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Regarding the violence in Alabama, Dr. King decries the lack of justice for the ten murdered civil rights demonstrators under Governor Wallace's administration. He continues by saying that "eyes should have been on God" the Sunday morning the four girls were killed in Birmingham. King declares that the killings will not frighten the activists into submission.
Roud Shaw of Kentucky writes to Dr. King informing him that his defense is "too well written" and should be crafted for a second grade level. Shaw also encloses a self-written article that appeared in the Louisville Courier Journal, in which he affirms his support to Dr. King and asserts that Cassius Clay should not be drafted for military service.
Dr. King provides an analysis of "social disorder" and a plan of action against poverty, discrimination and racism in Urban America. Dr. King states that, "If the soul is left in darkness, sins will be committed."
The Executive Committee of The Martin Luther King Fund in Sweden commends Dr. King's non-violent approach to the fight for civil rights in America. They also present Dr. King with a monetary donation raised from an earlier performance featuring Dr. King and Harry Belafonte at the Royal Opera House in Stockholm.
Rabbi I. Usher Kirshblum writes Dr. King to share an article he wrote in the "Jewish Center of Kew Garden Hills Bulletin." The article references the expelling of Congressman Adam Clayton Powell and criticizes the African American response towards his defense. The author states, "If I were a Negro I would not waste my time in defending Powell's wrong acts but would rather speak of the many good acts he performed." Rabbi Kirshblum goes on to praise the views of men like Dr. King and Rev. Roy Wilkins, while rejecting those of Stokely Carmichael.
E.M. Fruchter is notifying Dr. King of the hotel accomodations made on his behalf. He list the cost of the rooms per night and request a fifty-dollar deposit from Dr. King.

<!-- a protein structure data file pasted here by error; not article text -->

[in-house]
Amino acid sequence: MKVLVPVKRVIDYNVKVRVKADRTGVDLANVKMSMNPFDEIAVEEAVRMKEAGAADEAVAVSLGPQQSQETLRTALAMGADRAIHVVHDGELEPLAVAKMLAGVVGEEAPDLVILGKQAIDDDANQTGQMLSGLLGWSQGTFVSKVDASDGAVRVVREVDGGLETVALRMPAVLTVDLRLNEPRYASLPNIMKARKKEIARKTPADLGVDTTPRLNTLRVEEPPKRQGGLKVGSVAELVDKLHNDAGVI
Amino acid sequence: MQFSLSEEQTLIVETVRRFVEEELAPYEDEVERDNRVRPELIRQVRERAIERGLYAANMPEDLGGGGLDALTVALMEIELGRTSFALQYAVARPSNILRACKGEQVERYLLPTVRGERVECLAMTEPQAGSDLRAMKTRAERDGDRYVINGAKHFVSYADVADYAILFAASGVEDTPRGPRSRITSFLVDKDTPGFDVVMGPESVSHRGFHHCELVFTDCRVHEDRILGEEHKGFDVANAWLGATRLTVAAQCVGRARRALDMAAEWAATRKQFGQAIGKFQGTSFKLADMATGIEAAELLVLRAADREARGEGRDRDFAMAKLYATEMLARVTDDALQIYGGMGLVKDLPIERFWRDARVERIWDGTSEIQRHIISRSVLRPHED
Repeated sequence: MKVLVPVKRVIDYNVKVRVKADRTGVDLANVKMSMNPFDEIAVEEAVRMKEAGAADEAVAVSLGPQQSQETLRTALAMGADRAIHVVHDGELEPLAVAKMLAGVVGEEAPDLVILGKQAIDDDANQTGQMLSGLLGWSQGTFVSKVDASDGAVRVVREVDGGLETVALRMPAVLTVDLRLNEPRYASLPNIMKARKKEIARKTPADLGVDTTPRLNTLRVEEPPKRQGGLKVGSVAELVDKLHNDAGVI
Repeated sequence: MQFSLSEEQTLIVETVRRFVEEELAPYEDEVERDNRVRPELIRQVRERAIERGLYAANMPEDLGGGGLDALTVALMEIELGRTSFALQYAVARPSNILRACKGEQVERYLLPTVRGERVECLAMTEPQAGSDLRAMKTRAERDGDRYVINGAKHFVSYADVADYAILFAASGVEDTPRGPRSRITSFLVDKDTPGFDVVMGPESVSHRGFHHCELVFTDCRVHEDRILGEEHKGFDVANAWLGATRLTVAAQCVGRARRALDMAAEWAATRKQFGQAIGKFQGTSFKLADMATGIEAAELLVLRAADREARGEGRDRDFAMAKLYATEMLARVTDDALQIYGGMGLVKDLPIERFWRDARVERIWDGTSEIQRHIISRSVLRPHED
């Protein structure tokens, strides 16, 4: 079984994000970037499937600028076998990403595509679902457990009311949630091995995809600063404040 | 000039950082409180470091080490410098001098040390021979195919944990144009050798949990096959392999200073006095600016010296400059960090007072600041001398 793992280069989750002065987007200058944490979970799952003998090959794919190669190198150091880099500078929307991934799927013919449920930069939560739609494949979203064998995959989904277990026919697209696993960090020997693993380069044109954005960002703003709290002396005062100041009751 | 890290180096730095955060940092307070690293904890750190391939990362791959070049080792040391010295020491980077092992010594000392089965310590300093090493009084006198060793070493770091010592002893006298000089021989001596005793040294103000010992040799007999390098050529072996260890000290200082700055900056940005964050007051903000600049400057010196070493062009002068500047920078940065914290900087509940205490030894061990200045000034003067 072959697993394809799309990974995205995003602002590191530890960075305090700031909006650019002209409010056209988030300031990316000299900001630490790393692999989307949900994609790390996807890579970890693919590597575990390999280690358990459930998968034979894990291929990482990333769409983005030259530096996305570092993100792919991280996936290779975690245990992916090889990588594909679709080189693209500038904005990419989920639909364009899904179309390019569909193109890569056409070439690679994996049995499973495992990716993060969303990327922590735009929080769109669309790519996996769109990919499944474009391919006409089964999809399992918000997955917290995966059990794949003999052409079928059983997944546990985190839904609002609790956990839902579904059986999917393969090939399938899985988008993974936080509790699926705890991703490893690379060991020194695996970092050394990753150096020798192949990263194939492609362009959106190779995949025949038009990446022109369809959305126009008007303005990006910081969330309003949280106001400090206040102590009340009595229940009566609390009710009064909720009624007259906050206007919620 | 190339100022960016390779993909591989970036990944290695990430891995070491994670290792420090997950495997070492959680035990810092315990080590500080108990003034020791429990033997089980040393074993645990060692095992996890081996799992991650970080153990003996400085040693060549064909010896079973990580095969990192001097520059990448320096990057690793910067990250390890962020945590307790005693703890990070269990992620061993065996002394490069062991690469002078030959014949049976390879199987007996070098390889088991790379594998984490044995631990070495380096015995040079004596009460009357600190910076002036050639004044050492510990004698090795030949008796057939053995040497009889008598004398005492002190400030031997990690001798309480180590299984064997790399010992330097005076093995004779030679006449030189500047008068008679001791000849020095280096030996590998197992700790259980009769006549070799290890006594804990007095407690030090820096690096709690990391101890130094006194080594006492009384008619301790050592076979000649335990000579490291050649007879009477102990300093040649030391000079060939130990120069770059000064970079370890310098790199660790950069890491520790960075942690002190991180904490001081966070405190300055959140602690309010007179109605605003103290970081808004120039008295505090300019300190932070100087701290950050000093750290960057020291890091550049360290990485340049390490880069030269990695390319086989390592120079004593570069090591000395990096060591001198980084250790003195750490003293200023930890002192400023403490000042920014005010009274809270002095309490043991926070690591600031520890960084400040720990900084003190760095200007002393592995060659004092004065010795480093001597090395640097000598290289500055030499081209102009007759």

Dr. King thanks James Hoffa, President of the International Brotherhood of Teamsters, for his organization's $25,000 contribution to the SCLC. Dr. King explains the current works and beliefs of the SCLC and also stresses the importance of supporters like the Teamsters.
In this letter Ben M. Herbster offers gratitude to Dr. King on behalf of the General Synod of the United Cuhrch of Christ for a message that Dr. King delivered at their meeting.
Dora McDonald, Dr. King's secretary, sent this correspondence to Eugene Exman, regarding the enclosure of a letter by Dr. King to Melvin Arnold.
Mr. Roche asks Dr. King whether he has considered that whites not only intimidate and murder African Americans, but also each other. He argues that whites don't treat anyone any worse than they treat themselves.
On this notecard, Dr. King outlines John Dewey's views on Metaphysics. This is an example of one of the many notecards Dr. King kept in a cardboard filing box for reference to quotations, ideas, books and other publications, definitions, and bible verses. Topics covered include theology, philosophy, and history. Some material from these reference notes would later emerge in his speeches, sermons, and writings.
Peggy Seldes thanks Dr. King for responding to her daughter's previous letter. Peggy goes on to praise Dr. King for his I Have A Dream speech given during the March On Washington of August 28, 1963.
Dr. King often had delayed responses due to his strenuous schedule, traveling obligations, and completion of the necessary duties as the President of the SCLC. Dr. King's letter to Miss Knight provides an example of the unintentional unpunctuality as he accepts an award as an honorary member of Wellesley College class of 1966.
This letter, signed "A Malaysian Citizen," expresses the author's hatred of African Americans. In addition to urging for their genocide, the author states that African Americans ought to be grateful that they are no longer enslaved. The author tasks the recipients of this letter, including Dr. King, Stokely Carmichael, and President Johnson, to circulate it widely in order to express what he claims are the Malaysian views of the 20th century.
The Chicago Adult Education Department provides the Behavior Research Laboratories with the needed funds to amend the budget for their contract. Robert L. Green provides Mr. James Harrison with the distribution location for this contribution.
Annette P. Johnson writes Bishop Carpenter concerning her initiative to seek better understanding of his status on supporting racial equality. Johnson believes that Dr. King's "Letter From Birmingham Jail" was directed at Reverend Carpenter and other Southern clergymen like him.
Mrs. Sharp commends Dr. King for his open opposition to the Vietnam War. She further requests copies of his April 4, 1967 speech before New York's Riverside Church, in order to raise political awareness and garner support against the war effort.
Dr. King responds to a previous letter from Kathy Granata hoping that her words reflect the attitudes and thinking of the majority of today's young people. The Reverend continues by addressing Granata's young friend, stating that his exposure to her may aid him toward discovery.